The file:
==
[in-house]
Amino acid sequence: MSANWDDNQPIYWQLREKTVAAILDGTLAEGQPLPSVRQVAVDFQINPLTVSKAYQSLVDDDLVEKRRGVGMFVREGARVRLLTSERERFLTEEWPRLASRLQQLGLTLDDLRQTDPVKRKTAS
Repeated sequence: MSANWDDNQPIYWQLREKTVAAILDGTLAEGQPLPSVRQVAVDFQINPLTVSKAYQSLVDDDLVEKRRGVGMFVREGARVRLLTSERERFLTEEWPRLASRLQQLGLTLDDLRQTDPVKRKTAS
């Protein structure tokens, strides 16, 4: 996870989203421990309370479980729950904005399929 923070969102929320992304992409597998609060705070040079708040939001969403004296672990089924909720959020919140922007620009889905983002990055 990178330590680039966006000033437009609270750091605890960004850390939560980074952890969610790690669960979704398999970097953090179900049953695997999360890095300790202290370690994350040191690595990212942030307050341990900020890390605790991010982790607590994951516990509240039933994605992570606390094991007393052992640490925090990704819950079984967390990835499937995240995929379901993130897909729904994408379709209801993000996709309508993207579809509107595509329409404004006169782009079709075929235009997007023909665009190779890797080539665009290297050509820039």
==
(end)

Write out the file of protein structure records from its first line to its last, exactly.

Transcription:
[in-house]
Amino acid sequence: MSANWDDNQPIYWQLREKTVAAILDGTLAEGQPLPSVRQVAVDFQINPLTVSKAYQSLVDDDLVEKRRGVGMFVREGARVRLLTSERERFLTEEWPRLASRLQQLGLTLDDLRQTDPVKRKTAS
Repeated sequence: MSANWDDNQPIYWQLREKTVAAILDGTLAEGQPLPSVRQVAVDFQINPLTVSKAYQSLVDDDLVEKRRGVGMFVREGARVRLLTSERERFLTEEWPRLASRLQQLGLTLDDLRQTDPVKRKTAS
């Protein structure tokens, strides 16, 4: 996870989203421990309370479980729950904005399929 923070969102929320992304992409597998609060705070040079708040939001969403004296672990089924909720959020919140922007620009889905983002990055 990178330590680039966006000033437009609270750091605890960004850390939560980074952890969610790690669960979704398999970097953090179900049953695997999360890095300790202290370690994350040191690595990212942030307050341990900020890390605790991010982790607590994951516990509240039933994605992570606390094991007393052992640490925090990704819950079984967390990835499937995240995929379901993130897909729904994408379709209801993000996709309508993207579809509107595509329409404004006169782009079709075929235009997007023909665009190779890797080539665009290297050509820039």